I guess that ole white cow didn't much like their intentions. The feller tell'n me said it became belligerent and charged the cattle herd'n cowboys let'n "em know she was not in the mood of cooperat'n. The cow crashed into a mounted 4-wheeler and gave chase ta some middle-aged men who weren't much in shape for run'n fast fer their hides. The chasers now became the chased!
I guess the cow tried ta cross a nearby crick and all at once it couldn't get out. That gave the men somewhat of a breather from the topsy turvy chase.
The boys said, after walk'n in the crick for a spell, over a beaver dam and ta a bridge gap, the old cow cooled off enough fer the owner's son ta kick off his boots, throw off his socks and jump into the swollen crick with water over his waist and placed a borrowed rope and chain strategically around the cow. Use'n a pickup, she was able ta be pulled out and rescued from the high bank quagmire.
Immediately out of the crick, the ungrateful old cow took off again, helter skelter, chain and rope yet on her, drag'n along, head'n northeast ta the big timber. The boys said by this time it was dark and the wisdom of the men was ta give up the chase until daylight the next morn'n. At night time, big timber mad cow hunt'n is seldom very productive and never any fun and can be dangerous. Plant'n season is no time ta get hurt!
Next morn'n at sunrise, the owner's son took up the search on his dirt bike, follow'n deer trails in the big timber till he found her again, stuck in the crick. She was upset by this time and in no mood ta be cooperative, and somewhere along the line she had lost the log chain.
The distraught mother cow was tranquilized with the help of a fourth neighbor and the cow was then lifted out of the crick with a tractor and loader.
She was placed on a wooden pallet that the owner's son had built, and strapped down securely. The pallet and the cow were picked up with a front end tractor fork lift and loaded onto the owner's livestock trailer and transported ta his home where apparently she's be'n nursed back ta health in their barn.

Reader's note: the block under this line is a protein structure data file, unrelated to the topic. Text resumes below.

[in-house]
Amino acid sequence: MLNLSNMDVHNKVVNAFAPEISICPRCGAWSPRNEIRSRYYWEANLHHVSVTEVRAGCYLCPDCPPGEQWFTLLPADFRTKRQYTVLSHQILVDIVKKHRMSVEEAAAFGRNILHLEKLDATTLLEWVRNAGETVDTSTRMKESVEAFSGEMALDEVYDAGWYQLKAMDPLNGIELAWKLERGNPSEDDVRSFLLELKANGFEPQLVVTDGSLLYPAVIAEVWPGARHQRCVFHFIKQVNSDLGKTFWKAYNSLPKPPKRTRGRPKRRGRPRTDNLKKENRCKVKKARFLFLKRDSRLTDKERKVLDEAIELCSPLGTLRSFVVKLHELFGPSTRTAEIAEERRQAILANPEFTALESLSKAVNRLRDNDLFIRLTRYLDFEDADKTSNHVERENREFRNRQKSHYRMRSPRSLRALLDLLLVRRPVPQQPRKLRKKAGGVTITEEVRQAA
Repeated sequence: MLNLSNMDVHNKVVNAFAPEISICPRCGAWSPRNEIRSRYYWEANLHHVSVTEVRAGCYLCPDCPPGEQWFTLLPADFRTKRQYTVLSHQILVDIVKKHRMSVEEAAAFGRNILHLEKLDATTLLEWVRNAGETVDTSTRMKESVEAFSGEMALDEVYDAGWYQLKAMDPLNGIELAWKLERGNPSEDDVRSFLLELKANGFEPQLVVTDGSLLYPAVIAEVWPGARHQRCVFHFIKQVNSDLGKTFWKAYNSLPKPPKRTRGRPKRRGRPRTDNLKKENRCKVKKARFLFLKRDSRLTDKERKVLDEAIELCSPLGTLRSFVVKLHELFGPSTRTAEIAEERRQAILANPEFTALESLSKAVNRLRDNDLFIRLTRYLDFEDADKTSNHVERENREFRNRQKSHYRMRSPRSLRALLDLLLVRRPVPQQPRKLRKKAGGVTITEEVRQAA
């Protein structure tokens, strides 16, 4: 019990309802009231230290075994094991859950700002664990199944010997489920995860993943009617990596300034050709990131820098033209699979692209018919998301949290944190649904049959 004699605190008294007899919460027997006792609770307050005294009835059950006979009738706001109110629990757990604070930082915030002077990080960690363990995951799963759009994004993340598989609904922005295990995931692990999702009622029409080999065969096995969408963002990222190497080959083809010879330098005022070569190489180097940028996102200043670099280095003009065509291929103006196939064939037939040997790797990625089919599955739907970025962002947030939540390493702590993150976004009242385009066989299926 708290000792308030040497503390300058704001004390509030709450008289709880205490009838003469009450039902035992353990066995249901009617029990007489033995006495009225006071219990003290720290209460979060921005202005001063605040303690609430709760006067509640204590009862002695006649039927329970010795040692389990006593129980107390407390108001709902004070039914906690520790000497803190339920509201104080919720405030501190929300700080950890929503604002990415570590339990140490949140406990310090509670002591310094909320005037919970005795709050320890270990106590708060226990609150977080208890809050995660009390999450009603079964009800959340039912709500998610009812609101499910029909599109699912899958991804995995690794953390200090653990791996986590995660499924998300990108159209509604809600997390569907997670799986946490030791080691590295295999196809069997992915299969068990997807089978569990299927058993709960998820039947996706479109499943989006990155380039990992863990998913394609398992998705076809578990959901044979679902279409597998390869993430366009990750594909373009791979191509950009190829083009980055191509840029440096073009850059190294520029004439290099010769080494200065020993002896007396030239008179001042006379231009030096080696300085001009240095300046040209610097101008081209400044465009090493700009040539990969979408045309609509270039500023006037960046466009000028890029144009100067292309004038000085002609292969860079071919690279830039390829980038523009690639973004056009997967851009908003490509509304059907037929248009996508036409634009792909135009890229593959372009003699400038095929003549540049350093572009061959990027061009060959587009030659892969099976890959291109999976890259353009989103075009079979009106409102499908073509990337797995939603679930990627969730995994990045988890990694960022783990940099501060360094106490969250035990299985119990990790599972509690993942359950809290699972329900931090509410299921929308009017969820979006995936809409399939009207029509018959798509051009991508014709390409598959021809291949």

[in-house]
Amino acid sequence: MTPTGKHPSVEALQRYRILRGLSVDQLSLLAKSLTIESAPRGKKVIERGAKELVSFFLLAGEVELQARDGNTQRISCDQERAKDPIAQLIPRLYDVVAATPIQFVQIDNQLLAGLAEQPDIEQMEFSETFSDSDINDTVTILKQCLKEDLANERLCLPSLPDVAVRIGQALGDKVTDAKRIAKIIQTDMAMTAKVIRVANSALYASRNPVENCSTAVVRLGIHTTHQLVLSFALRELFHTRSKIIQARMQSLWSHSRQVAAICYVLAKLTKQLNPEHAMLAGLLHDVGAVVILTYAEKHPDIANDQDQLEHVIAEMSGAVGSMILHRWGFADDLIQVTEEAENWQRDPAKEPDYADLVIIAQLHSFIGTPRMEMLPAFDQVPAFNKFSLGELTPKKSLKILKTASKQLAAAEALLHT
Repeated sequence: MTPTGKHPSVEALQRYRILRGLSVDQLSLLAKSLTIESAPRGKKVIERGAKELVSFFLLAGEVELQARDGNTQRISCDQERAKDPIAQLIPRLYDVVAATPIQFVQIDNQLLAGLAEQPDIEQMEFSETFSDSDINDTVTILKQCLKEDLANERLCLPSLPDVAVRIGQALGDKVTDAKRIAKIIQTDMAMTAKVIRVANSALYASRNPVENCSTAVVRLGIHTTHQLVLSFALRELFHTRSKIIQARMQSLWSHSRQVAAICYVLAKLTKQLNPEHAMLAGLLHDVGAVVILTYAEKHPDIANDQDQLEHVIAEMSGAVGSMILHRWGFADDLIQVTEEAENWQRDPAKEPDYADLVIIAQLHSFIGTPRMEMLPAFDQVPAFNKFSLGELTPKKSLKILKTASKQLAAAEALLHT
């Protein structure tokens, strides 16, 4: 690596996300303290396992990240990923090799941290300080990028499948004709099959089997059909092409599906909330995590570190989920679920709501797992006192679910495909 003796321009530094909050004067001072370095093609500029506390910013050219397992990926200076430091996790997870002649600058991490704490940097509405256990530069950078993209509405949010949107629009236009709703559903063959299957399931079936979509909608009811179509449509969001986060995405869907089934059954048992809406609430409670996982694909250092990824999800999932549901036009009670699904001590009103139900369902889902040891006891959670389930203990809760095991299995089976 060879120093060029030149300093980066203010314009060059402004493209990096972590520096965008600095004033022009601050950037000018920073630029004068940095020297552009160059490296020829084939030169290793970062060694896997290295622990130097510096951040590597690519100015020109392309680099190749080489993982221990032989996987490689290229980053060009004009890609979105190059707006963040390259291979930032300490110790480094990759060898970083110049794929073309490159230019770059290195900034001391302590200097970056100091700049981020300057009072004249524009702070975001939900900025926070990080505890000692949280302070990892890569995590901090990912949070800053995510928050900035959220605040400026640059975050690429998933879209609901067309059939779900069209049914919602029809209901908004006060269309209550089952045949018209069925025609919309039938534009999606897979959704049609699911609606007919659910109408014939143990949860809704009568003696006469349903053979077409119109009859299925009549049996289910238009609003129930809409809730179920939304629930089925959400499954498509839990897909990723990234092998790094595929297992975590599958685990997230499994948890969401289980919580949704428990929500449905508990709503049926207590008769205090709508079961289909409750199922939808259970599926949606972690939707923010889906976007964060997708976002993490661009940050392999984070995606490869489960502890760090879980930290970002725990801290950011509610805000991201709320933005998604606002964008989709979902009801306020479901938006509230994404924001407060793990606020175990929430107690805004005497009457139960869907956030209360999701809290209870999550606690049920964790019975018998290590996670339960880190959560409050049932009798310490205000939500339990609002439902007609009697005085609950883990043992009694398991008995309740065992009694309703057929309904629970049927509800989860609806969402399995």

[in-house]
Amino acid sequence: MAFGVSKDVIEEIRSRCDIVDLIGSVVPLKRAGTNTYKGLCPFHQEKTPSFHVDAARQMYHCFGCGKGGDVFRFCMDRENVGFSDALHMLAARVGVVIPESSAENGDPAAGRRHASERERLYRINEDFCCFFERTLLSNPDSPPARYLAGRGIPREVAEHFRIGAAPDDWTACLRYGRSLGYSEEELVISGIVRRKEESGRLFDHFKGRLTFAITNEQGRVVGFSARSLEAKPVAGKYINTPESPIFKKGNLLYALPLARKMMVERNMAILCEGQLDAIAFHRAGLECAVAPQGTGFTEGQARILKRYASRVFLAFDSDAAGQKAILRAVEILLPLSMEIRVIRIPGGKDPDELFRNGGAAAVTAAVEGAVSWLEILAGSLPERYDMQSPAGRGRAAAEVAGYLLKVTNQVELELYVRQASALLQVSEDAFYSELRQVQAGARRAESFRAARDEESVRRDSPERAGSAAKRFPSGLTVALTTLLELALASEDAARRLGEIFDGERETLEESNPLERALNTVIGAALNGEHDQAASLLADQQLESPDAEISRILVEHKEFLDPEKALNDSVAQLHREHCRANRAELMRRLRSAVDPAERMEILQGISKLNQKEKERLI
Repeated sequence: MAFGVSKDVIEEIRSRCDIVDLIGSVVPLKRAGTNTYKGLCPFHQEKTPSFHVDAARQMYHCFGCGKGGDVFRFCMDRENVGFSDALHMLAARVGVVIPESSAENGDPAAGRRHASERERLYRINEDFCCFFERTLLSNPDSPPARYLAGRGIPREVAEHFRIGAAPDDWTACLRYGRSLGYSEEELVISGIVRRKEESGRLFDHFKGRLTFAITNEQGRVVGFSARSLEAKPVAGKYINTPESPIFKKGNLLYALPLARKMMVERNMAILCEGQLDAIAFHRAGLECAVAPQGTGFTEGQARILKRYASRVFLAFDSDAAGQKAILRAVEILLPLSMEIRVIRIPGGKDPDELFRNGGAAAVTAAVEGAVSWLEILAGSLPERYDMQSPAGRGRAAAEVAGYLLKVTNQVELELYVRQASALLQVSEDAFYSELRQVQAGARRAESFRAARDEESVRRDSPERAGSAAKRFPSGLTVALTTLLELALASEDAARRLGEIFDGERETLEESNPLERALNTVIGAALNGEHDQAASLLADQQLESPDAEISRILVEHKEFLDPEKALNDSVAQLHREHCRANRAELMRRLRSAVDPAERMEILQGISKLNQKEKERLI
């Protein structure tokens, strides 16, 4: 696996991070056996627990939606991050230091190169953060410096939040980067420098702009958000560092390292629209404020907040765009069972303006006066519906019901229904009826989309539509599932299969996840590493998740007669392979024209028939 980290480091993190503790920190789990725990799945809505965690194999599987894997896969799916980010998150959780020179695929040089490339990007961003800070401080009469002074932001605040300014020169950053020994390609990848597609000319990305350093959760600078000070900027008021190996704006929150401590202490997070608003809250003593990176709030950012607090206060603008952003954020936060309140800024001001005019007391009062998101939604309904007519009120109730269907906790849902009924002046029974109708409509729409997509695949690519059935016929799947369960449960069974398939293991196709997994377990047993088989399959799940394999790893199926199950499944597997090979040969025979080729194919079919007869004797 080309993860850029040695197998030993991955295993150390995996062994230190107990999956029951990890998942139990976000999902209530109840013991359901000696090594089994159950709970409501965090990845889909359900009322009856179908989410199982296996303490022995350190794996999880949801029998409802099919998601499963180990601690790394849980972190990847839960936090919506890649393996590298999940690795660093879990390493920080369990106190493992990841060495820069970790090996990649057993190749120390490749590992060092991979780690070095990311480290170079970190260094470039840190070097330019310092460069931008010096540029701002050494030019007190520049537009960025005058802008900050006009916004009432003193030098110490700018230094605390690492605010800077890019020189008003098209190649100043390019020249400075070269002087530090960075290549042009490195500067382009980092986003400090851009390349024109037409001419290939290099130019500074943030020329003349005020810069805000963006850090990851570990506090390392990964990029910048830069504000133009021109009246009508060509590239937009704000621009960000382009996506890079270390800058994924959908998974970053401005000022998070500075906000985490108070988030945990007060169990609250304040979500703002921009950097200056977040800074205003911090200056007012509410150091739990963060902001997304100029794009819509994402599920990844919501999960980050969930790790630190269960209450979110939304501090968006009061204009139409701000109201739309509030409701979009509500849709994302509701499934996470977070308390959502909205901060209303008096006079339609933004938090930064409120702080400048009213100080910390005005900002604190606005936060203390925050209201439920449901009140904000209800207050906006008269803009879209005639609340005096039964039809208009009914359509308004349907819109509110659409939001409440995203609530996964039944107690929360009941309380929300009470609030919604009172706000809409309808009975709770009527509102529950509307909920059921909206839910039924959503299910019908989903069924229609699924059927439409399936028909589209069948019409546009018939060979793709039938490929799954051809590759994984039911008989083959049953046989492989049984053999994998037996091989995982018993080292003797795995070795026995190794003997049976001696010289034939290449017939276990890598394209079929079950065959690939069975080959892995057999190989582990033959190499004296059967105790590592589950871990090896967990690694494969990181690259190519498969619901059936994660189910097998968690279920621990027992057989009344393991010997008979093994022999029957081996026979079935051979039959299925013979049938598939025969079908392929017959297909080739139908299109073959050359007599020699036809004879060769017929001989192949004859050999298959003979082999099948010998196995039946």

Can ya imagine how dull plant'n season would be if'n there weren't cattle around?
Reflect'n back on the situation, the boys said the owner's son sat down and scratched out his thoughts on the matter:
The Cowboy's End Of Day
The cowboy has hung up his hat and kicked off his boots
Now, he can sit and ponder his whole day through.
It was just an old napkin sitting' there on a shelf
Sit'n next to his Bible, boots, and belt
So's he can sit and ponder the whole day yonder
And jot it down for it "twas not somber".
It was a wonderful day
For he was amazed of God's pure wonders
For the sun has set and the moon arose
He thinks of his blessings counting them one by one
Till he runs out of fingers and toes.
He thinks to himself
For who am I that God blessed me with so many friends like those so honest and true
With family so love'n, sincere, and quite so near.
He gets up every morn'n to nurture the crops and feed the livestock
For a farmer like he is so blessed you see to be one with the land and the land with he.
For he knows you reap what you sow, So, he will grow in Christ you know
For that he died for you and you to live for him.
He was just a farmer and cowboy of sort
But what more should a fellow want faith, family, friends and farm.
So now he lays...pen at rest 'Twas just an old napkin sitting' there on a shelf Next to his Bible, boots and belt.
Well there ya have it then, some reflections from a 20 year old cowman who just had another typical day on the farm (of sorts).
I'm sure the boys will ponder this fer a long spell.
Hope'n ta see ya with your family in church this week worship'n the Lord and support'n an important institution in our community.
Have a fine rest of the week, we have much ta be thankful fer.
Remember, wherever ay are, whatever ya be a do'n, "BE A GOOD ONE!"
Keep on Smile'n
Catch ya later